It seems a lifetime ago, but the moment former US National Security Agency (NSA) contractor Edward Snowden revealed the mass surveillance activity of the intelligence agency, the United States -- and other countries -- were set on a path towards the widespread adoption of encryption.
The US' bulk data collection, China's citizen ID cards, and the UK's Snoopers Charter are only some examples of how government surveillance is permeating the lives of innocent citizens.
The idea that "innocent until proven guilty" might still hold some weight in the courtroom, but more and more, pre-emptive surveillance on otherwise innocent parties is becoming accepted and commonplace.
This does not mean, however, that individuals are simply willing to accept that elected officials have the right to monitor the daily lives of citizens just because of their role or job.
In response to Snowden's disclosure, tech giants began to implement encryption into their services to appease the outrage of individuals across the globe. WhatsApp and Signal, for example, are encrypted communication platforms which do not allow widespread eavesdropping.
Governments worldwide -- including those in the US, UK, and Australia -- saw the spark light the fire in encrypted communications development and began to throw their weight around, demanding that service providers create backdoors in their products for the use of law enforcement agencies.
Unsurprisingly, tech companies, including Apple, Google, and Microsoft have resisted every step of the way.
On Tuesday, US Attorney General Bill Barr told attendees of a cybersecurity conference in New York that "warrant-proof encryption is already imposing huge costs on society," and he has had enough of "dogmatic pronouncements that lawful access simply cannot be done."
"It can be, and it must be," Barr added.
Of course, it can be, but not in a way that ensures individual security and privacy. Backdoors would satisfy law enforcement but cyberattackers would also enjoy utilizing such deliberate weaknesses in order to spy and potentially steal data.
"We are confident that technical solutions will allow lawful access to encrypted data and communications by law enforcement without materially weakening the security provided by encryption," the US official said.
"It is well past time for some in the tech community to abandon a posture that a technical solution is not worth exploring and instead turn their considerable talent to developing products that will reconcile good cybersecurity to the imperative of public safety and national security."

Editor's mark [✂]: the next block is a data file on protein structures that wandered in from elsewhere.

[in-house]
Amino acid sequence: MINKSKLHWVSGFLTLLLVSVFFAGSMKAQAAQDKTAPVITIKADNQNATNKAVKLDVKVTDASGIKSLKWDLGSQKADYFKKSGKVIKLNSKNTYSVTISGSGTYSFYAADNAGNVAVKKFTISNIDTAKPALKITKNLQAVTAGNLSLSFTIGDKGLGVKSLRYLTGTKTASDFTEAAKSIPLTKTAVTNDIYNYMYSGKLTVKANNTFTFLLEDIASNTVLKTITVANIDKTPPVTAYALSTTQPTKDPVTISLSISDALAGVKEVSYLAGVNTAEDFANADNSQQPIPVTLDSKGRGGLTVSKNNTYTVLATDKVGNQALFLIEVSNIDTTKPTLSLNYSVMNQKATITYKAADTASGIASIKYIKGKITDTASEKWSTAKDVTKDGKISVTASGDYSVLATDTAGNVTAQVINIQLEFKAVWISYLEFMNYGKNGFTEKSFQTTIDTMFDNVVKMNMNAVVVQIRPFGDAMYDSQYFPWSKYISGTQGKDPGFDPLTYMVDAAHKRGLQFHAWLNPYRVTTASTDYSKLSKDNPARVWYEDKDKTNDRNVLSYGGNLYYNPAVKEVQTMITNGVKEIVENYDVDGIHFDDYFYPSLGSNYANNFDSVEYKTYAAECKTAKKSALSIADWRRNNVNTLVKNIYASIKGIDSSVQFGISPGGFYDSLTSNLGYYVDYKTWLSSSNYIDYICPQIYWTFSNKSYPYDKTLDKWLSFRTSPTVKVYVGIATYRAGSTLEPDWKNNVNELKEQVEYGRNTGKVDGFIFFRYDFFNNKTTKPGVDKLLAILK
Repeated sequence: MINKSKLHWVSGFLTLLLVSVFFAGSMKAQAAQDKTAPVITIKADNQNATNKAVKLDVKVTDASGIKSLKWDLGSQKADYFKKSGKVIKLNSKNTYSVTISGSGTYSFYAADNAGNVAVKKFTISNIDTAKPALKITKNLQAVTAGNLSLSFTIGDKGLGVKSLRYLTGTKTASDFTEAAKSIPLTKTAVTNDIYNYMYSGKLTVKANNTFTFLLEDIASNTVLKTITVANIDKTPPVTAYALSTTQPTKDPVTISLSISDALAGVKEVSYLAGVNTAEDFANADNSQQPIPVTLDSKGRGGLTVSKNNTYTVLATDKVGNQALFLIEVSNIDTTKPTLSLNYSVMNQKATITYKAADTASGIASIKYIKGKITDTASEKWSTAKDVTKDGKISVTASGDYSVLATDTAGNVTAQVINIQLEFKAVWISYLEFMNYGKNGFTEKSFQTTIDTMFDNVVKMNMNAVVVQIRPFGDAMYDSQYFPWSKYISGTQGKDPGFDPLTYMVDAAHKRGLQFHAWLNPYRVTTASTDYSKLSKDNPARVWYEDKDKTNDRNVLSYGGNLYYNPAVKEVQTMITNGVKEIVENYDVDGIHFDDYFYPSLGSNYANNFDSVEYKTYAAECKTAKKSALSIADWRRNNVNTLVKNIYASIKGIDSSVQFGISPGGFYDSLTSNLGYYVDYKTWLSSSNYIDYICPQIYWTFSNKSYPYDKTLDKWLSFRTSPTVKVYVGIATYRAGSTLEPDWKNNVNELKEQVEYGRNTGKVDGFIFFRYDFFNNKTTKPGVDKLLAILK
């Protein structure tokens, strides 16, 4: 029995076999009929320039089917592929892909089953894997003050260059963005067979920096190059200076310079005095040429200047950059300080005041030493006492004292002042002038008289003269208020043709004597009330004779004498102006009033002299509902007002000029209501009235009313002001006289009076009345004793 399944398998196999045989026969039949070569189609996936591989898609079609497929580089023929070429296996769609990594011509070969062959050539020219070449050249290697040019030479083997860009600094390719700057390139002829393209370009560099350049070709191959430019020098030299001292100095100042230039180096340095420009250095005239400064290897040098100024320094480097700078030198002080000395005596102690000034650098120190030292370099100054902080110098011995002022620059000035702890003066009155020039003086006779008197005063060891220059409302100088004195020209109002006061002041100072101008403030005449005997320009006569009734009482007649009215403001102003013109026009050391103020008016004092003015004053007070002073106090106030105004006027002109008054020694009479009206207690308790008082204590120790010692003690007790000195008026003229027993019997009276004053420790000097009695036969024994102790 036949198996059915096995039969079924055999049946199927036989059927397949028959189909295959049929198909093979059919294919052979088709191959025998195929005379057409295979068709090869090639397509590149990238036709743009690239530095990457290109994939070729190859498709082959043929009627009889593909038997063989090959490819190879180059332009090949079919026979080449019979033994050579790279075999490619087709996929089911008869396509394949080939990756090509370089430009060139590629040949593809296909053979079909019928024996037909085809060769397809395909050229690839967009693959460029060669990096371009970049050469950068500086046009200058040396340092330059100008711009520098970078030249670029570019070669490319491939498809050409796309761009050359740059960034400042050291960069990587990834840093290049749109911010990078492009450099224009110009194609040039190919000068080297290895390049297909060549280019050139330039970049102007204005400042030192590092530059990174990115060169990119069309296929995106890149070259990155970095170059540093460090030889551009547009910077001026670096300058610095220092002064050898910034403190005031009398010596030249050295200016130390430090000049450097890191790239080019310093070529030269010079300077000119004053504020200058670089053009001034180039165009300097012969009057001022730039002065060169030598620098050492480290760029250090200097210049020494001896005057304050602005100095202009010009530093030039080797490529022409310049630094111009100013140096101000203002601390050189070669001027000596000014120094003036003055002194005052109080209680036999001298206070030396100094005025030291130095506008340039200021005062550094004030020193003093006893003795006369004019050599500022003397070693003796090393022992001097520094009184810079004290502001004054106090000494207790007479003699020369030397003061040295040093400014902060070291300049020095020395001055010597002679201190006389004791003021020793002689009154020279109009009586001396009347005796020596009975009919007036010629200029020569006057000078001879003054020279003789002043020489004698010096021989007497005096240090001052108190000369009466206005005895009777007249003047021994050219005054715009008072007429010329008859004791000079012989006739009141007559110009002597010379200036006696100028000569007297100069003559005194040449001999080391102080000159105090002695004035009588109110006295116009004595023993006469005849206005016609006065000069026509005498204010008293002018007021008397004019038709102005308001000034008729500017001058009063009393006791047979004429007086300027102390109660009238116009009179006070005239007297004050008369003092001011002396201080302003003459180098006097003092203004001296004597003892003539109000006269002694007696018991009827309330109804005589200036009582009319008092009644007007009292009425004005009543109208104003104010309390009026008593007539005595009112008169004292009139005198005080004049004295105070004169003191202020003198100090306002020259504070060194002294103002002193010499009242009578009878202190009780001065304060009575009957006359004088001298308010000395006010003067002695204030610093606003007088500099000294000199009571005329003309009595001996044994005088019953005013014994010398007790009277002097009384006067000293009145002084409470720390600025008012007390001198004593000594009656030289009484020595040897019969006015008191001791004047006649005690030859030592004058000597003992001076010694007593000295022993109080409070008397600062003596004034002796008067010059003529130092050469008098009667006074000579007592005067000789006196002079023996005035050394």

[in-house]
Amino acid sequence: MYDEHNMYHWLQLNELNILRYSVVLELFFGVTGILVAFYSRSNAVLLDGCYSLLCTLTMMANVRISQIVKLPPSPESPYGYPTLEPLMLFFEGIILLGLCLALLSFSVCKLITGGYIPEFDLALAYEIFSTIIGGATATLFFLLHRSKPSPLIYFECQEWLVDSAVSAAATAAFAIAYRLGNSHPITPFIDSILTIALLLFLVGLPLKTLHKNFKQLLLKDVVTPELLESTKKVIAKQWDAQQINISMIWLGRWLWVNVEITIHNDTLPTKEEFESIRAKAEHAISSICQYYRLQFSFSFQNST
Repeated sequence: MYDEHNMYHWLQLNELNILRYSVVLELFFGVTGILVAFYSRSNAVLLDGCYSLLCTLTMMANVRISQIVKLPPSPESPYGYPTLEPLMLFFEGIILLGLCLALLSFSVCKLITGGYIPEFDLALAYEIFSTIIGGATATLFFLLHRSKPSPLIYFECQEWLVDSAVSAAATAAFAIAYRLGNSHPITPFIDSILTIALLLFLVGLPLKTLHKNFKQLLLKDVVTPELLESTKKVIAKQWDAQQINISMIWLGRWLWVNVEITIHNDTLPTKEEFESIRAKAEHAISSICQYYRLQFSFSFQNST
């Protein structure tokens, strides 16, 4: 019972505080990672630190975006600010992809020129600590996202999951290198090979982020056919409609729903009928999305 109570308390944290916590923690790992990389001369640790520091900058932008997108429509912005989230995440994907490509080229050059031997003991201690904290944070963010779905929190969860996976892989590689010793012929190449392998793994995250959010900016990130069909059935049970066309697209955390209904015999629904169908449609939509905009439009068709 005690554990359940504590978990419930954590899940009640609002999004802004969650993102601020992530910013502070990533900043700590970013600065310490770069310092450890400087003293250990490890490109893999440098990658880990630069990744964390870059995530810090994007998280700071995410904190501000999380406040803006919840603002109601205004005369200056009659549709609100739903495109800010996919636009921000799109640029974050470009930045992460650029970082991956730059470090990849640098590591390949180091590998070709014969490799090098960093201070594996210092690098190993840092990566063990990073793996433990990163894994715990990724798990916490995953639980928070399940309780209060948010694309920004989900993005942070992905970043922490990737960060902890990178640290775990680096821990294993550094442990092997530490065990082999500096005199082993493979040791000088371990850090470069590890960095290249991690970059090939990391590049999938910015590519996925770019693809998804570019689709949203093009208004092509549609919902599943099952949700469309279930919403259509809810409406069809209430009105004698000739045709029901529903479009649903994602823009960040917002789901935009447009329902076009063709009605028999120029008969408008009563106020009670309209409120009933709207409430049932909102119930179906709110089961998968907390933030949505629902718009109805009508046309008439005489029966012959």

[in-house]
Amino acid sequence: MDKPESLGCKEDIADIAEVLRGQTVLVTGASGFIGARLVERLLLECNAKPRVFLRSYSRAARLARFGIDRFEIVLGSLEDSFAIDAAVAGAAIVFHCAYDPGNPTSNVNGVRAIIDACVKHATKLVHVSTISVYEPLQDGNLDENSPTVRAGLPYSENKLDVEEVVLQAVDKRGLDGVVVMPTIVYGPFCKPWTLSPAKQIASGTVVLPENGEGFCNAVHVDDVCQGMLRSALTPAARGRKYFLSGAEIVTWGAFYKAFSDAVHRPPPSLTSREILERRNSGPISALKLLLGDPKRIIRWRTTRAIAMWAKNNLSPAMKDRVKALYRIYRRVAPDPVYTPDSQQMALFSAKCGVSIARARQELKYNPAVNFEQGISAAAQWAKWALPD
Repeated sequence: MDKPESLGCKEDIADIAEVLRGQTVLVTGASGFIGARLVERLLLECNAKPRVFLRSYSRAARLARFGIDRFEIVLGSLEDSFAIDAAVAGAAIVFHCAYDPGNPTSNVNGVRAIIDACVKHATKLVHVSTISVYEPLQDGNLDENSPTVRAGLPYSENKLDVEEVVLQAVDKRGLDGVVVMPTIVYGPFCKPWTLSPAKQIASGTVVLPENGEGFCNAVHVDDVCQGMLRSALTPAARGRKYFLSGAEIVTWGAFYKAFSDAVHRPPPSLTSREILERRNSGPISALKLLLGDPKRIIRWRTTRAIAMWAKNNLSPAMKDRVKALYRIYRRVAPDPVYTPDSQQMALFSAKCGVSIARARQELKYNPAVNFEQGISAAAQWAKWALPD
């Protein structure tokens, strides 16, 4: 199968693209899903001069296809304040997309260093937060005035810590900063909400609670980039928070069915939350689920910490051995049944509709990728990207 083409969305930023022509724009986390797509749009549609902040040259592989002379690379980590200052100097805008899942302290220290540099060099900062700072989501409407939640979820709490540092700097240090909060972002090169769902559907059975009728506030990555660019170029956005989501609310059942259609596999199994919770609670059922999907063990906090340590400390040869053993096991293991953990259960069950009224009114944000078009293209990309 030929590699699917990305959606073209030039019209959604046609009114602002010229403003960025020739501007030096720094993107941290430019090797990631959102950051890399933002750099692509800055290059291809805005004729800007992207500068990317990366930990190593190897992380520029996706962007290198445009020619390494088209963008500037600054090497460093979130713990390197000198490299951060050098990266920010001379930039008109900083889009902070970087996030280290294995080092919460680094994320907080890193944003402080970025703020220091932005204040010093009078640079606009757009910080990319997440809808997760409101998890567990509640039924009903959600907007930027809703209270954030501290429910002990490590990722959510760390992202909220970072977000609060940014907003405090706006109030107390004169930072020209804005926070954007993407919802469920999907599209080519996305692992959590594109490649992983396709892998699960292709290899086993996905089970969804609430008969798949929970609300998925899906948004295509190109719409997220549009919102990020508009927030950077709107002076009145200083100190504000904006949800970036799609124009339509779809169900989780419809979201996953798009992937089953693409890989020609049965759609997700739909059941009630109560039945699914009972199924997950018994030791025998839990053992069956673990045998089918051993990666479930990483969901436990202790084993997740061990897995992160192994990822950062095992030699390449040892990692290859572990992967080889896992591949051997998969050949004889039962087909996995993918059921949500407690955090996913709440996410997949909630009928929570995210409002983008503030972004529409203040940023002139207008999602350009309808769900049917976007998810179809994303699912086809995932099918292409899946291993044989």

The existence of any backdoor will materially weaken a product, and not just in relation to the software. Should a technology service provider bow to such demands and citizens are made aware of the existence of a deliberate backdoor, this is akin to asking them to have a front door installed in their home which is always left slightly ajar.
You are demanding that the majority of innocent users accept a security vulnerability which could be weaponized against them in order for overreaching intelligence agencies to have a stab at mass data collection once more and perhaps, on occasion, catch a criminal in the act.
"It [encryption] seriously degrades the ability of law enforcement to detect and prevent crime before it occurs and after crimes are committed, it is thwarting law enforcement's ability to identify those responsible or to successfully prosecute the guilty parties," Barr says.
This statement implies that given access to a backdoored service, US law enforcement would not reactively scan through communication to compile evidence against a suspect, but would, instead, proactively monitor messages just in case a crime might take place.
Let's not forget, too, that forcing companies to install a backdoor for the US may also pave the way for allied countries to scour user data in the same way, made possible through law enforcement agreements or legislation.
In May, Apple, Google, Microsoft, and WhatsApp rejected a proposal by the UK's GCHQ to add "ghost" users to private chats that could be used by police to monitor communications. While this would not require a standard backdoor, such a system would bypass authentication and erode consumer trust -- and so cannot be deemed any more acceptable.
It simply won't do. Users will abandon services that permit these 'solutions' to be implemented to spy on them, the provider in question would immeasurably suffer, and trust between company and consumer would break down.
The US government has experience of this, already, since breaking the trust of citizens with mass data collection activities years ago. Is it any wonder that critics are concerned with the potential abuse of backdoor access in the future?
The fight against the widespread adoption of encryption launched by law enforcement is a self-fulfilling prophecy. After all, it was the US government's own actions and breach of trust which prompted the increased adoption of encryption as a technology in the first place.
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